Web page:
Gun Safes

  • Exempt: A locking container or other enclosure equipped with a padlock, key lock, combination lock, or other locking device that is designed and intended for the secure storage of one or more firearms.

Safety Equipment

  • Exempt: any integral device to be equipped or installed on a firearm that permits the user to program the firearm to operate only for specified persons designated by the user through computerized locking devices or other means integral to and permanently part of the firearm.

 

 

It’s Not Too Late for Tax Planning for 2021 Even Though Half the Year Is Almost Gone

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Whether you are filing as a corporation, partnership, LLC, or individual, you can benefit from doing some tax planning now. You must do some tax savings strategies for businesses, like timing income and expenses, before the end of the tax year. But you can do others any time before you file your return. So, you still have time. The tax professionals at PHB CPAs can advise you on various ways to reduce your tax bill for 2021.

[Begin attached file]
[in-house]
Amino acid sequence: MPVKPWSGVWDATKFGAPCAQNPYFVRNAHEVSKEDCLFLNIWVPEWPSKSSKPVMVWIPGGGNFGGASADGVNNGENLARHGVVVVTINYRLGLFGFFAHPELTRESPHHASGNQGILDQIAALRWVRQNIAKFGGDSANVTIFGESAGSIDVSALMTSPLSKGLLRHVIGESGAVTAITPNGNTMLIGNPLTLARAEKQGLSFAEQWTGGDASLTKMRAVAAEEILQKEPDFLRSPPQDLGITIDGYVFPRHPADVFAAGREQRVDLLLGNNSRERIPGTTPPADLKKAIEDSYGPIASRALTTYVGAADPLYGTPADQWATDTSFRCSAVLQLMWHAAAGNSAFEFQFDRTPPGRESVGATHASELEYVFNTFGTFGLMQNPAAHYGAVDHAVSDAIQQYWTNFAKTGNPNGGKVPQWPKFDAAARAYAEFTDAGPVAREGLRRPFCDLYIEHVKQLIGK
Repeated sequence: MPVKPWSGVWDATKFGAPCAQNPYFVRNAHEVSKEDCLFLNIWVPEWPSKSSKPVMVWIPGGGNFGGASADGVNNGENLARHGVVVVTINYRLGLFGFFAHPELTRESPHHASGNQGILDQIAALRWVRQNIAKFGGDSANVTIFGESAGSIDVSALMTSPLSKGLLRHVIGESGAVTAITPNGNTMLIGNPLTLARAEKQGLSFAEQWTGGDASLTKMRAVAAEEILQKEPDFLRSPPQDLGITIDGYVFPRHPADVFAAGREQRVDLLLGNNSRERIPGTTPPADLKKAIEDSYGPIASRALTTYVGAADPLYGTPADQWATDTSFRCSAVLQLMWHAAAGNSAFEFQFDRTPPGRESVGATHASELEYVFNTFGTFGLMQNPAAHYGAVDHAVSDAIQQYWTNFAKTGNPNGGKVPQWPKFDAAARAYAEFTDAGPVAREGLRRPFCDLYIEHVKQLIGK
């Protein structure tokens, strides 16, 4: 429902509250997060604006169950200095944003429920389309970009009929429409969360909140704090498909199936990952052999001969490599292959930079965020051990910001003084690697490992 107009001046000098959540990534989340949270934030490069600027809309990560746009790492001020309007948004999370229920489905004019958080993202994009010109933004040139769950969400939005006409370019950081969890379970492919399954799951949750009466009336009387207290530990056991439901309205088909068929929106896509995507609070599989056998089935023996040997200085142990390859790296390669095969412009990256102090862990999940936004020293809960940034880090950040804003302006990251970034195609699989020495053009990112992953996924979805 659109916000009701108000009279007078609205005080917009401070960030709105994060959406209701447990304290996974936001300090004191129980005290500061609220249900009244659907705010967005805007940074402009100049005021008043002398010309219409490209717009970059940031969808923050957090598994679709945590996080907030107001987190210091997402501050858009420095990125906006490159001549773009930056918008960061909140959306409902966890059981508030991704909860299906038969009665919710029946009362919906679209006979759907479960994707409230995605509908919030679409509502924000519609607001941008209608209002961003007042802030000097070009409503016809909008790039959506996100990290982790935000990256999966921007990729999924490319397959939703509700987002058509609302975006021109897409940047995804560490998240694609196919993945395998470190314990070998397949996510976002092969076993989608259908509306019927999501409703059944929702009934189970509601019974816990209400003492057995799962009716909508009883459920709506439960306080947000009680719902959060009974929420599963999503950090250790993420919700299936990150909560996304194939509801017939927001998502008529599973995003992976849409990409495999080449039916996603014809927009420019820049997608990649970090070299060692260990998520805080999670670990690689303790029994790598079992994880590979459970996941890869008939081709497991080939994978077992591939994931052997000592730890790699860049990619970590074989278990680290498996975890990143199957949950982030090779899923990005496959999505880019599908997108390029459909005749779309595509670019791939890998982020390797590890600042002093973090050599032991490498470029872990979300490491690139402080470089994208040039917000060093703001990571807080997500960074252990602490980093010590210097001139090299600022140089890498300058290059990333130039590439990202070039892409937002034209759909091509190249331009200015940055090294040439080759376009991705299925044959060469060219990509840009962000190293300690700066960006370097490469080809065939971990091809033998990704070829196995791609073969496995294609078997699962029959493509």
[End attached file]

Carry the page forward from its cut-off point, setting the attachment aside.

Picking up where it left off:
6 Tax-Saving Tips for Businesses

The following tips are not intended to be tax advice. They are suggested topics you can discuss with your tax expert at PHB. Remember, for expert advice on business taxes Nashville turn to PHB.

    1. Apply for PPP forgiveness. Read more about this in our blog Applying for Forgiveness for PPP First Draw.
    2. Set up and fund a retirement plan. This can be for yourself or for your employees. Make sure it’s a qualified plan the IRS recognizes (IRA, 401(k), 403 (b), etc.). This will allow you to defer taxes on earnings until you withdraw the earnings.
    3. Take tax credits to lower income. This includes credits for hiring employees, going green, providing access for the disabled, and providing health coverage for employees.
    4. Take 100% Deduction for Business Meals. See our blog PHB Explains the 100% Deduction for Business Meals for details on this.
    5. Buy equipment/vehicles for depreciation deductions. For certain assets that you purchase, you can take an immediate deduction for the cost when you put it in service. The Tax Cuts and Jobs Act also allows for a 100% tax break for assets placed in service from September 27, 2017 through January 1, 2023.
    6. Time your business income and expenses: This involves prepaying some expenses to reduce your income for the year. For example, you could stock up on supplies that you know you will use in the next tax year.

The Benefit of a Year-end Tax Planning Meeting